Mark Podolsky: Land Investing The Right Way

Interested in investing in your first piece of land but not sure how? Then this is the episode for you! Today’s guest is Mark Podolsky, aka The Land Geek, and the founder of Frontier Properties. He joins Shannon Robnett to discuss how to successfully create passive income through land investing! Mark is an advocate of helping individuals avoid solo economic dependency by investing their money the right way. He himself has found a way to become his own boss and work on his own time so this method is tried and true. He also shares how you can maximize income with minimal effort through automated businesses. Want to learn more? Stay tuned and get real estate investment advice from an expert!

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Mark Podolsky: Land Investing The Right Way

I am interviewing Mark Podolsky. He is going to tell us how he is turning land into the right investment. He’s going to show us how not to do land the wrong way, how to work smarter, not harder, how to automate your business to take advantage of the business instead of letting the business take advantage of you. You’re definitely going to want to tune in as Mark and I talk about what to do to invest in land the right way here on The Real Estate Rundown.

I am with Mark Podolsky. How are you?

Shannon, I’m happy to be here. I’m doing great. My pulse is normal. My respiration is fine. Thanks so much for having me.
Mark, where are you in the world these days?

I live in Phoenix, but now I’m in La Jolla, California, because in Phoenix, it’s scorching hot here at 70 degrees.

Mark, you’re involved in the land investments, part of the real estate business. Tell us a little bit more about that and how you got involved in that?

If we rewind the tape to 2000, I was a miserable, micromanaged, overstressed, 45-minute commute to work, and back investment banker specializing in mergers and acquisitions with private equity groups. Shannon, it got so bad for me, I wouldn’t get the Sunday blues anticipating Monday coming around. I’d get the Friday blues anticipating the weekend going by fast and having to be back at work on Monday.

My firm hire this guy. He’s telling me there’s a side hustle. He’s going to tax deed auctions. He’s buying up raw land pennies on the dollar. He’s flipping them online and he’s making a 300% return on his investment. I’m looking at companies all day long and a great company has 15% EBITDA margins or free cashflow. The average company is 10%, and I’m looking at companies all day long, less than 10%.

I don’t believe it. I went to New Mexico with them. I got $3,000 saved up for car repairs. I do exactly what he tells me to do. I buy up ten 0.5-acre parcels and an average price of $300 each. I flip them online, and they also offer an average price of $1,200 each. It worked 300%. I took all that money. I went to another auction. This is an Arizona where I live. It’s $2,000. There’s no one in the room. I’m buying up lots. I’m buying up acreage for nothing.

Over the next six months, I sold all that property. They made over $90,000 cash. I go to my wife, she’s pregnant. I’m like, “Honey, I’m going to quit my job and become a full-time land investor.” She’s like, “Absolutely not.” It took me about eighteen months for the land investing income to finally exceed the investment banking income, and then I quit. I’ve been doing it full-time ever since. I’ve done over 6,000 transactions now, and I absolutely love it.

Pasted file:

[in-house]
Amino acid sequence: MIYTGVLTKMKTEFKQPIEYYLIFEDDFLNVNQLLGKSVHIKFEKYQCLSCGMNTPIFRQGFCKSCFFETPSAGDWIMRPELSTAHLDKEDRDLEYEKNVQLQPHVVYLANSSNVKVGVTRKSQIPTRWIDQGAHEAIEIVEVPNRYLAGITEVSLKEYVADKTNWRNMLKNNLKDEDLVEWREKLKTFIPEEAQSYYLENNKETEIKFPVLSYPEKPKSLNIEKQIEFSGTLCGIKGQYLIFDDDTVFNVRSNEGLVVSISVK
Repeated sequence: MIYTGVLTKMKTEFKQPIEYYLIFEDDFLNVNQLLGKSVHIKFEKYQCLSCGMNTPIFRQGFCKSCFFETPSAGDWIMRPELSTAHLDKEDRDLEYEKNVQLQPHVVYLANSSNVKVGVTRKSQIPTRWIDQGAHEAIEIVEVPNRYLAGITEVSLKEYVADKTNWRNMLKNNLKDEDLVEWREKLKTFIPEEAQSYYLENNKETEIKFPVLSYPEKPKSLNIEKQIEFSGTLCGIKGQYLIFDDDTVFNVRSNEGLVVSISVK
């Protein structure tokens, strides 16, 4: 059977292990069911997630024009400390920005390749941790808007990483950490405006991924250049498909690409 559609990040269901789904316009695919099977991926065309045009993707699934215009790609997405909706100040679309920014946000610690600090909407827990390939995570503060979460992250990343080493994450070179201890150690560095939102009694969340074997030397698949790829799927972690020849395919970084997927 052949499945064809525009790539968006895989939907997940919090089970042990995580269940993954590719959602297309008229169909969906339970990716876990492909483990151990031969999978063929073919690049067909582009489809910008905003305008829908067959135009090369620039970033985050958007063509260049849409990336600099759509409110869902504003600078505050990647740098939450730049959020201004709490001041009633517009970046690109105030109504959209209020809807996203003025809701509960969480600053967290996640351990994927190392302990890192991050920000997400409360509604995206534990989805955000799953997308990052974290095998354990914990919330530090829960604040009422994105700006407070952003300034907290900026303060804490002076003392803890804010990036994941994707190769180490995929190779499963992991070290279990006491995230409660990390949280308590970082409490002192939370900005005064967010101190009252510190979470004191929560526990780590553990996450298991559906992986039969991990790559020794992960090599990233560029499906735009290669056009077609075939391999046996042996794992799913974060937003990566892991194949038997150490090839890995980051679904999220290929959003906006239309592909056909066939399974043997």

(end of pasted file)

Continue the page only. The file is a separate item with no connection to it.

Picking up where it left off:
You can always make money but you can’t get more time.

What do you say to the people that go, “That was 2000, that wasn’t now. There are no deals to be had now. Nothing can be bought cheap. There are no auctions and COVID moratoriums.” What are your answers to all those questions?

We’re doing deals every day. I agree, what I paid for, I’m paying 25% more than I was in 2020 for the same property, but the ratios are the same now. I’m marking it up 25% more than I was selling it for. The ratios are still staying the same. Shannon, let me walk you exactly through the model and then you’ll see how this works. Where do you live?

I live in Boise, Idaho.

I’m going to pretend that you own 10 acres of raw land in Arizona, where I live, and you owe $200 in back taxes. You’re advertising two important things to me. Number one, you have no emotional attachment to that raw land. You’re in Idaho. The property is in Arizona. Number two, you’re distressed financially in some weird way because you’re not paying your taxes and we don’t pay for things. We don’t value them in the same way.

All I’m going to do is look at the comparable sales on that 10-acre parcel that you own for the last 12 to 18 months. I’m going to take the lowest comparable sale. I’m going to divide by four, and that’s going to get me what Warren Buffett would call a 300% margin of safety. I’m going to send you an actual offer on that 10-acre parcel. Let’s say it’s the lowest comp is $10,000. Rescind your offer for $2,500.

Now, you accept the offer because this entire time, you’ve paid your property taxes. The county treasurer keeps sending you a noticing, “Shannon, if you don’t pay your taxes, we’re going to auction off that property to a tax deed or tax lien investor,” so you accept it. In reality, 3% to 5% of people accept my “top dollar offer of $0.25 a dollar.”

Now that you’ve accepted it, I’m going to go through due diligence or in-depth research. I’m going to confirm you still own the property. I’m going to confirm that the back taxes are only $200. I’m going to make sure there have been no breaks in the chain of title. I’m going to make sure there are no liens or encumbrances. I’m going to find out what’s compelling about the property. Is there legal access? A big checklist that I outsource to my team in the Philippines that’s connected to an American title company.